Polina Kazak, Co-Founder and Creative Director of Maramoja, comes from Belarus
Polina Kazak, Co-Founder and Creative Director of Maramoja, comes from Belarus

Andy Kozlov: Superficially speaking, any other IT group in some other African city can come up with a solution similar to Maramoja. Still, what makes you stand out? Why are you convinced there is room for expansion for your app into other African countries?

Perhaps some other IT group could devise a similar solution but our UX and technology will set us apart from copycats. Trust is an incredibly emotional concept that relies great design to convey that human quality through an app. Co-Founder and Creative Director Polina Kazak has been with the company since day one. She creates that emotional connection with our users that gives the feeling of comfort, and security that can only come with working with trusted service providers. The company hit a major turning point when we met Bastian Blankenburg, PhD, who serves as MARAMOJA’s CTO. Bastian is a brilliant computer scientist with tremendous expertise artificial intelligence and machine learning as they pertain to trust. In short, I suppose I can say it will be our people that set us apart. I couldn’t imagine a more purpose-built team to build the future of trust and on-demand than the MARAMOJA crew.

Andy Kozlov: In what African cities can we expect to use your app by early 2017? Will the first solution on offer always be trusted taxi service-related?

You’ll have to wait and see…but don’t be surprised when we show up near you.

Andy Kozlov:  How come your team of developers has a German and a Belorussian specialists?

There’s no particular reason our CTO is German or our Creative Director Belorussian any more than there’s a reason that the CEO is American. Our first CTO was Kenyan, it just so happened to not work out with him. Each of our team members have their jobs because they are the absolute perfect people to fill them – nothing to do with origin. But one of the great things about the Nairobi tech scene, is that the talent pool really is global. We can draw the best from around the world and will continue to do so.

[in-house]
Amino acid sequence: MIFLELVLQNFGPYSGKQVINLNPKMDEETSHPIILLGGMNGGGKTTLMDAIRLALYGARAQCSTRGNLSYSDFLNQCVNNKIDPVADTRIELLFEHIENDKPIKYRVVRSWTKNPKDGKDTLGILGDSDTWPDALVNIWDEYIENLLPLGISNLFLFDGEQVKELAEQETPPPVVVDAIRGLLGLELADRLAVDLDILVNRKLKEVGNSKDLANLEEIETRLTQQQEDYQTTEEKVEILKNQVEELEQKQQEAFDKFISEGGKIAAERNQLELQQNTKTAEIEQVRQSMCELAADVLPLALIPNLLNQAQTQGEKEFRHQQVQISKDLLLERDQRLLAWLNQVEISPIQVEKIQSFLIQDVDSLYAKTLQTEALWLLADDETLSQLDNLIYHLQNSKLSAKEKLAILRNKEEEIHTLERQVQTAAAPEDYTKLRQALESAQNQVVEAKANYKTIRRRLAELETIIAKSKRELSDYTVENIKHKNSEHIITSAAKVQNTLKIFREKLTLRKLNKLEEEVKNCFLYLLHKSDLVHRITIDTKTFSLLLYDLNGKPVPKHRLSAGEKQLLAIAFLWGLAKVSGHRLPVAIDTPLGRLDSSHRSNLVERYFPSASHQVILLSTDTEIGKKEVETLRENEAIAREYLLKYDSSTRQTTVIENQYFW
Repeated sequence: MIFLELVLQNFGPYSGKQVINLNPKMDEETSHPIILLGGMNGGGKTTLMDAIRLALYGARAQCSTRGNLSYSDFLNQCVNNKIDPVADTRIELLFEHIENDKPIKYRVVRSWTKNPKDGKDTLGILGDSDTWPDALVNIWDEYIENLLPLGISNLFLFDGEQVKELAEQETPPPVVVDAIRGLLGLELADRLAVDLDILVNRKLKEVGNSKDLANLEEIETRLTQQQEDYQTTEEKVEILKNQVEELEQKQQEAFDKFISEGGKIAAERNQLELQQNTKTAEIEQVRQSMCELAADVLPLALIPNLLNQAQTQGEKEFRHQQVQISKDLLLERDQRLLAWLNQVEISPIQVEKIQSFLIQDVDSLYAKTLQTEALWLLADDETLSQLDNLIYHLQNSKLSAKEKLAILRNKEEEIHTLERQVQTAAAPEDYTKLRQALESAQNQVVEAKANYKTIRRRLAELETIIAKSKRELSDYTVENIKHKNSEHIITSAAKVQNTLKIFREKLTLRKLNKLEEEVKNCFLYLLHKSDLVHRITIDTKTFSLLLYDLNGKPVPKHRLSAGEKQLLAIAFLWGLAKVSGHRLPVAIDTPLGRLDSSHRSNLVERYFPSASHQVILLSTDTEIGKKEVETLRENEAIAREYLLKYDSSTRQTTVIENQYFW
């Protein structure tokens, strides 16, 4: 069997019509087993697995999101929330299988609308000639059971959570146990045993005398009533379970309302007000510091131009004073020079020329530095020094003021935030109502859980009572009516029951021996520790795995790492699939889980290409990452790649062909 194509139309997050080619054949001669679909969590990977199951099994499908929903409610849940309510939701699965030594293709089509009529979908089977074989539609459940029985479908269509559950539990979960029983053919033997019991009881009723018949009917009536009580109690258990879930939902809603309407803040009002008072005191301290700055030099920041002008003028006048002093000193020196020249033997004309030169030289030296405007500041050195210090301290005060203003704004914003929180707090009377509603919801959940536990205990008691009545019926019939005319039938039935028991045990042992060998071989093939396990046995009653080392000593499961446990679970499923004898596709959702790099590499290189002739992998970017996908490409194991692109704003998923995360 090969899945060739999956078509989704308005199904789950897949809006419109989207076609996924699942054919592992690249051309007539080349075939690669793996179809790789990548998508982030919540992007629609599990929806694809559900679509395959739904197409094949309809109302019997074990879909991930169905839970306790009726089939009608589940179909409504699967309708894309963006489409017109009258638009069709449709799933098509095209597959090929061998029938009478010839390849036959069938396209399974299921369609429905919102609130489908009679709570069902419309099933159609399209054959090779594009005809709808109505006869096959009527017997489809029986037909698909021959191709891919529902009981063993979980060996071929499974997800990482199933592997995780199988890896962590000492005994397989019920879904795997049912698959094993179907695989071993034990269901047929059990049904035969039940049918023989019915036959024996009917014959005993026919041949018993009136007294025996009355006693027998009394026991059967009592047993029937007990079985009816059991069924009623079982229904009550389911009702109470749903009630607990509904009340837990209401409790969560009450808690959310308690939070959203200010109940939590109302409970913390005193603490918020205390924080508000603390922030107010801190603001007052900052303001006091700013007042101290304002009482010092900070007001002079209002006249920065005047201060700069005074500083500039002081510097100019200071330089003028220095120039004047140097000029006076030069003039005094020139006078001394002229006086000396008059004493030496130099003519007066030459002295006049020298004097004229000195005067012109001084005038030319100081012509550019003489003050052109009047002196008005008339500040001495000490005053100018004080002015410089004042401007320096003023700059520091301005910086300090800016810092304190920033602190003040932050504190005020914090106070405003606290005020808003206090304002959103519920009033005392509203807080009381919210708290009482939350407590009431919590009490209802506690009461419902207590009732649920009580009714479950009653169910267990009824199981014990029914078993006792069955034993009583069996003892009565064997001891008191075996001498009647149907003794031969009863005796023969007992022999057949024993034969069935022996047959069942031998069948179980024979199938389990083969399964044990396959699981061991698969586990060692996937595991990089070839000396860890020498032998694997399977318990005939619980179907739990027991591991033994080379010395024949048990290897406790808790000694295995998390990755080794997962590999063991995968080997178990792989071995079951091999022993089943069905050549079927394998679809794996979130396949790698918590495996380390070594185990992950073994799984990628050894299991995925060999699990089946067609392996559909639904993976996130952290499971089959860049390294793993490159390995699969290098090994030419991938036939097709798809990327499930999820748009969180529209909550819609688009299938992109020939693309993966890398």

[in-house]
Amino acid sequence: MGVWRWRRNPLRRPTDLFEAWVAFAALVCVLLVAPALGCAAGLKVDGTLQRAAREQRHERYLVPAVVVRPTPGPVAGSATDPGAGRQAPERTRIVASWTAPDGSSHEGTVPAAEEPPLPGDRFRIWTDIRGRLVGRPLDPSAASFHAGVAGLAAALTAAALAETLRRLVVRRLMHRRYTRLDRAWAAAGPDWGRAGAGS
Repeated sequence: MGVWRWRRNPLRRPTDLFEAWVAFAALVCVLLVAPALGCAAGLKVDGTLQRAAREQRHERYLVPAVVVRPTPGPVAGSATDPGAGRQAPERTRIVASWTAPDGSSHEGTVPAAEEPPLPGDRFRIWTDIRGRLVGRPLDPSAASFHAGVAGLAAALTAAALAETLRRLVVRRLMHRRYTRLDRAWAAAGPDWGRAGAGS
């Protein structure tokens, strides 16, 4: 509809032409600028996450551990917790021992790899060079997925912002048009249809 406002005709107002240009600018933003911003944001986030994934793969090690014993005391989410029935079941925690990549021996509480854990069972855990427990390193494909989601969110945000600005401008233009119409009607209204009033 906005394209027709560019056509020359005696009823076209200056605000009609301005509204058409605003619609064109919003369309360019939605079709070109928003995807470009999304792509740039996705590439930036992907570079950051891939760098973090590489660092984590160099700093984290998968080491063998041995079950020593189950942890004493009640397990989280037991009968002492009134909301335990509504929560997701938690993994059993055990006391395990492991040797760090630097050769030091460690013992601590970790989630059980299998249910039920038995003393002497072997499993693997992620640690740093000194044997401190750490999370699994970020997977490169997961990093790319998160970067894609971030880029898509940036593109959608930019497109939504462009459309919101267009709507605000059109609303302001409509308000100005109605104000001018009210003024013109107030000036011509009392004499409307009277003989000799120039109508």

Andy Kozlov: Did they get attracted to the project specifically because of the exciting prospect to help urban communities in Kenya?

No doubt, each of is inspired by and believes that our work has a positive impact on Kenyans. I think they got attracted to the project for the enormity of my vision, of where we could go, and the revolution we could bring to the global on-demand economy. And they brought their own visions too – we were lucky enough that our visions really jived with each others and we instantly began making great strides together. There’s no feeling in the world like being part of a great team.

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Africa’s film markets and video content distribution trends (1/2)

by Andy Kozlov (@KozlovAndy)

It’s not a film unless it has a distribution plan.

How about a multi-decade distribution deal?

Distributors are in the game to profit from films that are easy to sell, not to nurture filmmakers. By this logic apparently, an independent film will languish on the shelf indefinitely if it is not marketable.

The same will be true for most of you aspiring TV producers.

Get into the habit of attending African content markets

So where do you look to make yourself marketable? Experience shows, attending content markets is a must. And every month you can be part of one or even a bunch of them, depending on the season.

As you do that, make sure you get to know your buyers’, co-producers’ needs, address their concerns in the bud. In a nutshell — be love-able.